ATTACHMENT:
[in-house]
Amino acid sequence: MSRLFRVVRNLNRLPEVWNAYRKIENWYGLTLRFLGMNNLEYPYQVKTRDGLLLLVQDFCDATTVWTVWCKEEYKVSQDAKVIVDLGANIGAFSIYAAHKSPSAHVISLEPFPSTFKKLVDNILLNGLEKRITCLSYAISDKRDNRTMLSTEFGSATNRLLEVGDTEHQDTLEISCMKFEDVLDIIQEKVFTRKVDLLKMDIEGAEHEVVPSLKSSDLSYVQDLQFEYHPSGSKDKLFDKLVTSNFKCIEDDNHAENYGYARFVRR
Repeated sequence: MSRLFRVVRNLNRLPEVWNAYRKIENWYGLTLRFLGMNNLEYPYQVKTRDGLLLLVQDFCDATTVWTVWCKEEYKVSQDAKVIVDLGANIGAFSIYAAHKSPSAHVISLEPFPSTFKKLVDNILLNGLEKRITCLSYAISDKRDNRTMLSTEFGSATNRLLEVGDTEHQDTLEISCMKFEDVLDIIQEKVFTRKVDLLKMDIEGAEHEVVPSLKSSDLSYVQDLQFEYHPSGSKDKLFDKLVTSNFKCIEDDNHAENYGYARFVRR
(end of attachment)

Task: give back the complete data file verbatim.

[in-house]
Amino acid sequence: MSRLFRVVRNLNRLPEVWNAYRKIENWYGLTLRFLGMNNLEYPYQVKTRDGLLLLVQDFCDATTVWTVWCKEEYKVSQDAKVIVDLGANIGAFSIYAAHKSPSAHVISLEPFPSTFKKLVDNILLNGLEKRITCLSYAISDKRDNRTMLSTEFGSATNRLLEVGDTEHQDTLEISCMKFEDVLDIIQEKVFTRKVDLLKMDIEGAEHEVVPSLKSSDLSYVQDLQFEYHPSGSKDKLFDKLVTSNFKCIEDDNHAENYGYARFVRR
Repeated sequence: MSRLFRVVRNLNRLPEVWNAYRKIENWYGLTLRFLGMNNLEYPYQVKTRDGLLLLVQDFCDATTVWTVWCKEEYKVSQDAKVIVDLGANIGAFSIYAAHKSPSAHVISLEPFPSTFKKLVDNILLNGLEKRITCLSYAISDKRDNRTMLSTEFGSATNRLLEVGDTEHQDTLEISCMKFEDVLDIIQEKVFTRKVDLLKMDIEGAEHEVVPSLKSSDLSYVQDLQFEYHPSGSKDKLFDKLVTSNFKCIEDDNHAENYGYARFVRR